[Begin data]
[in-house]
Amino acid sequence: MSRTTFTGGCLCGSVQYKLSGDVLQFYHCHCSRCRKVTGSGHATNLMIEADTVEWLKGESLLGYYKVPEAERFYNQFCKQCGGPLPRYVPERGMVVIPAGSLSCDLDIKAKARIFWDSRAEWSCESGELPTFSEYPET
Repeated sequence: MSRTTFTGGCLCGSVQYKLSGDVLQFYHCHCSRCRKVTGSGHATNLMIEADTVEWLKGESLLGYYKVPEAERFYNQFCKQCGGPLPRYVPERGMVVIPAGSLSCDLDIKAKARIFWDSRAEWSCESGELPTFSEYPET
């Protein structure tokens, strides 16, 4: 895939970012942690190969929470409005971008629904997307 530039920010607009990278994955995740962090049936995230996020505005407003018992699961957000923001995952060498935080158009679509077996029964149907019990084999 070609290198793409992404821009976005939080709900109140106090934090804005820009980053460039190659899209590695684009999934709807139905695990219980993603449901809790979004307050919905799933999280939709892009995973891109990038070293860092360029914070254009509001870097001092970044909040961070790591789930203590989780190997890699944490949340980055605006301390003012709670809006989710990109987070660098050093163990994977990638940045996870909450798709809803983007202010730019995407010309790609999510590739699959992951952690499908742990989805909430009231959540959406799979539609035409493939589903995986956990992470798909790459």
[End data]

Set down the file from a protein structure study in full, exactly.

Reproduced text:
[in-house]
Amino acid sequence: MSRTTFTGGCLCGSVQYKLSGDVLQFYHCHCSRCRKVTGSGHATNLMIEADTVEWLKGESLLGYYKVPEAERFYNQFCKQCGGPLPRYVPERGMVVIPAGSLSCDLDIKAKARIFWDSRAEWSCESGELPTFSEYPET
Repeated sequence: MSRTTFTGGCLCGSVQYKLSGDVLQFYHCHCSRCRKVTGSGHATNLMIEADTVEWLKGESLLGYYKVPEAERFYNQFCKQCGGPLPRYVPERGMVVIPAGSLSCDLDIKAKARIFWDSRAEWSCESGELPTFSEYPET
């Protein structure tokens, strides 16, 4: 895939970012942690190969929470409005971008629904997307 530039920010607009990278994955995740962090049936995230996020505005407003018992699961957000923001995952060498935080158009679509077996029964149907019990084999 070609290198793409992404821009976005939080709900109140106090934090804005820009980053460039190659899209590695684009999934709807139905695990219980993603449901809790979004307050919905799933999280939709892009995973891109990038070293860092360029914070254009509001870097001092970044909040961070790591789930203590989780190997890699944490949340980055605006301390003012709670809006989710990109987070660098050093163990994977990638940045996870909450798709809803983007202010730019995407010309790609999510590739699959992951952690499908742990989805909430009231959540959406799979539609035409493939589903995986956990992470798909790459």